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|Middle and Side (not Marks & Sparks). Method of recording stereo sound on location. A cardioid pattern mic points at the subject and a figure-of-eight mic points across the background. This can be processed to produce conventional left-right stereo. The advantage over conventional stereo recording is that one mic is pointing directly at the subject and if the background is too noisy the stereo part of the signal can be reduced or junked.
|If they have
to be explained; forget it.
If they add another layer of meaning; great!
disparagement (as in "Mickey Mouse outfit")
"Mick Mousing It"; Overdoing post-sync fx, so that every little movement has an accompanying sound.
|All music creates a mood; But library mood music wears its heart on its sleeve.
|French for 'edit' ( as in "montage pour"). Used by Eisenstien to describe the juxtaposition of images that is central to the art of cinema. Now used to describe a mishmash of shots, when you don't know what else to do ( as in "lets make a montage of this")
images, caused by slow shutter speed, helps to prevent strobing. On
film, increased by shooting at slow camera speed (camera speed of 25 fps
creates a shutter speed of approx 1/50th sec. depending on shutter
Can be imitated in post-production, but not very successfully.
everything should be motivated; not just actors, but camera moves and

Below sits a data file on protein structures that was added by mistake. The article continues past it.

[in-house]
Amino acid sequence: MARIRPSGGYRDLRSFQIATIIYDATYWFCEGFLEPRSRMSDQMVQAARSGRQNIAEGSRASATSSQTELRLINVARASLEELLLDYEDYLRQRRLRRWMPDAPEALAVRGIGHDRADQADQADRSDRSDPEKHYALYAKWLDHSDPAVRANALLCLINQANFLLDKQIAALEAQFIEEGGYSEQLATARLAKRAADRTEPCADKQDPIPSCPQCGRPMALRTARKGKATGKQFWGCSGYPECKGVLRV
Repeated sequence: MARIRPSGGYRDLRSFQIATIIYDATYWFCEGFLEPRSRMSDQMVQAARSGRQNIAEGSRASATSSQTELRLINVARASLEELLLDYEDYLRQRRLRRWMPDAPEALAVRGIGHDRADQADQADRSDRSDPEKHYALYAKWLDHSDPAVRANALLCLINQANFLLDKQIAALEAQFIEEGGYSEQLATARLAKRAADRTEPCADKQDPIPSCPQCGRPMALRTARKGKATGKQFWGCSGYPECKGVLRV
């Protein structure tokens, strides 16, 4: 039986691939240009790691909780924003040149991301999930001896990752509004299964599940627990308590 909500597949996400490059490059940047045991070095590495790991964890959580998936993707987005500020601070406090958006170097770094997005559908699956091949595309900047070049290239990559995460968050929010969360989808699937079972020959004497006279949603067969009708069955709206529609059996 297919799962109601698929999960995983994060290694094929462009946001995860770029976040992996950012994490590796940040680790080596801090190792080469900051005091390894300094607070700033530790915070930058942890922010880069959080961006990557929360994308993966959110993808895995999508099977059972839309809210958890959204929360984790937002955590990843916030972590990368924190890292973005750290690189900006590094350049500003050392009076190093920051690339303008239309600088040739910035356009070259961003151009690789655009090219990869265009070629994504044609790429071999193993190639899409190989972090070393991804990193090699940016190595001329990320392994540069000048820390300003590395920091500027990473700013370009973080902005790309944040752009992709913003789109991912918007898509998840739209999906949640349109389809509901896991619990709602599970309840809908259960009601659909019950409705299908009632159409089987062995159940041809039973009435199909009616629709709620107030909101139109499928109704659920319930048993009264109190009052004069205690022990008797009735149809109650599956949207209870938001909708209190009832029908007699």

cuts too. We cut to a close-up because that's what the audience wants to
see at that moment and we cut to a reaction shot because they want to
see how the other character is reacting. And they want to see those
things because we have lead them to want them. So the whole film becomes
a cascade of expectations generated and fulfilled.
Shock cuts don't seem to fit the pattern, but they have a sort of motivation too. (This needs a book).
widely used upright film editing machine. Also known as 'Hollywood
Basically it's a projector turned on its back with the lens replaced by a ground-glass screen. Exciting (and dangerous) to use.
|Shots that are
filmed silently are called 'mute' (The board is not clapped).
MOS is a US expression; apparently in remembrance of a pre-war German director working in Hollywood, who required a scene to be shot mute, and said "I vont it Mit Out Sound!"